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Santa Barbara County meets state criteria and gets ready for careful reopening with the RISE program

Reopen rally
John Palminteri
Marches to fully reopen cities and counties in California are taking place weekly. (Photo: John Palminteri)
RISE plan to reopen
John Palminteri
Plans to partially reopen cities and counties in California are taking place . (Photo: John Palminteri)
RISE plan
John Palminteri
Plans to partially reopen cities and counties in California are taking place . (Photo: John Palminteri)

SANTA BARBARA, Calif. - It won't be a turnkey plan but the RISE guide will help Santa Barbara County and its paralyzed communities a chance to open up under a new plan that has the approval of Governor Gavin Newsom.

RISE stands for Reopening in Safe Environment. It will be presented to the Santa Barbara County Board of Supervisors Tuesday.

Supervisor Das Williams said the county has received word that it can move forward with reopening phases if certain health care, sanitation and spacing rules are met. That will help employees and customers to have a safe environment even if there's no vaccine for COVID-19.

The county says in its report six unique factors will be a concern.

  1. The popularity of Santa Barbara County as a tourist destination. It is likely that tourism, especially from other California regions, as well as cruise ships, including some epidemic hot spots, will increase as people tire of stay-at-home orders and the weather warms.
  2. The influx of a significant number of college students who have spent time outside of the area and potentially returning with COVID-19 with or without symptoms. If these campuses decide to re-open, there could be an increased risk at the community level.
  3. A lack of immunity among the majority of residents given a relatively low prevalence of COVID-19 during the first wave as compared to other areas of California.
  4. The dynamic movement of the farmworker labor force.
  5. An ever-increasing population of residents struggling with insecure housing.
  6. Lompoc penitentiary is a large congregate living environment.

The county wrote a letter to Gov. Newsom asking for a reevaluation of the daily coronavirus numbers with the Lompoc Prison hot spot pulled out separately.

The Santa Barbara County Health officials said recently without that change, the county was not in compliance. Now, there's a more positive scenario.

What local leaders also needed was the formula change based on cases per population size. Recently the number of cases, hospitalizations, ICU beds and deaths were all dropping.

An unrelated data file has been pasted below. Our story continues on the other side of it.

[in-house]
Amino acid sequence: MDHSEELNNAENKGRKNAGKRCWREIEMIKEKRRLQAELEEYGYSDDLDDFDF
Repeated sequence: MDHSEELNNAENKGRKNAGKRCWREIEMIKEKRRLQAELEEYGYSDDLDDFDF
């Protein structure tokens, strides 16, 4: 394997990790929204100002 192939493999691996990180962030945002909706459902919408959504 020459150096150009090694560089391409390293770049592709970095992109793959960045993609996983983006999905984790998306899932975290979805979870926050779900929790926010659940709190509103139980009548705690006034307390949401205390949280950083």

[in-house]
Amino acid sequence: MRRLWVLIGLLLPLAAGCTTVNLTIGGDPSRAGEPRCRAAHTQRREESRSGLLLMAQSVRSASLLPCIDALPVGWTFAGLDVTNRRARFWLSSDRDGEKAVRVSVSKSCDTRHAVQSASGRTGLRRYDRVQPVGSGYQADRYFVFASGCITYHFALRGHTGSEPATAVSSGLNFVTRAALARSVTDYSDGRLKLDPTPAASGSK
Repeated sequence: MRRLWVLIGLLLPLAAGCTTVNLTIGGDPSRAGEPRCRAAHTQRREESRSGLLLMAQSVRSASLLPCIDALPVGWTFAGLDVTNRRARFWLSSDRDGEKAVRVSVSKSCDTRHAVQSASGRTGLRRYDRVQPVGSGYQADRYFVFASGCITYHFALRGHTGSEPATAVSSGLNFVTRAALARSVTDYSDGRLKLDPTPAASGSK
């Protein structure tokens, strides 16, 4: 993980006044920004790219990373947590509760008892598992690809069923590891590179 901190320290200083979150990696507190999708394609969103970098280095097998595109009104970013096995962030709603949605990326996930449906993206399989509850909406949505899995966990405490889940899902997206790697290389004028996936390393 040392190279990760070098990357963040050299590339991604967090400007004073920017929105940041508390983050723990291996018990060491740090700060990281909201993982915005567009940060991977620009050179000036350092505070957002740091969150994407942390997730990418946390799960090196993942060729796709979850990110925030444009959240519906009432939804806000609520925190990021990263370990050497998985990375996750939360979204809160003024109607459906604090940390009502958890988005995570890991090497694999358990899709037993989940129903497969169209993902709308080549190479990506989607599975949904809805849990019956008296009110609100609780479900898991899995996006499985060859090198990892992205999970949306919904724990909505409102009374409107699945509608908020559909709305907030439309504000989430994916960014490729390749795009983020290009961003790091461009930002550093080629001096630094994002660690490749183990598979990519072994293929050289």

The county is worried that a second wave of the COVID-19 outbreak could be looming if many people, ranging from tourists to students, reenter the area without any understanding of their testing, or potential to carry the virus.

The county says as it reopens there will be a close watch of the numbers to see if there is an upward trend for infections, admissions into hospitals and deaths. That will also include facility capacity, personnel available to handle the cases and the trace and track methods to know who has been in contacted with an infected person.

"Now we are asking you to put in place mechanisms at places of business to continue social distancing." said Williams.  

The RISE plan is essential as part of the reopening, "to allow people to get back to work  and avoid problems down the line for deeping poverty."

The county has several levels of information in its efforts to have a full reopening. It includes federal and state guidelines along with examples from other areas.

Currently the earliest portions of what is called Stage 2 have been announced and are being evaluated.

That includes curbside service for some retail along with the continued "to-go" service for restaurants. Many studies say however, the model to have fewer restaurant seats to meet spacing guidelines as well as a "take out" plan is not strong enough to keep some businesses open.

The James Beard Foundation reports only one in five restaurant owners believe they will survive the pandemic. They also say the Paycheck Protection Program is not strong enough to carry them and their workers through the pandemic.

Congress is currently working on a long term relief plan but the moving parts remain in dispute.

In the last few weeks there have been many "reopen" rallies with residents and business owners holding signs and marching at major locations in the area to call for a faster pace to bring the economy back.

One was held Saturday in downtown Santa Barbara and attended by about 50 people. Larger rallies, in the hundreds, have taken place in Ventura County, and throughout the state.

Williams also said parking limitations will be rolled out in some beach areas this weekend to help manage impacts from vehicles and the general public overall.

Watch for full details tonight on KEYT NewsChannel 3, KCOY NewsChannel 12 and KKFX Fox 11 news.

(More details and video will be added here later today.)

For more information about the state's COVID-19 rules go to:


For more information about the county's program go to: RISE

Coronavirus / Economy / Events / Health / Outdoors / Politics / Safety / Santa Barbara - South County / Travel

John Palminteri

John Palminteri is senior reporter for KEYT NewsChannel 3 and KCOY 12 Central Coast News.

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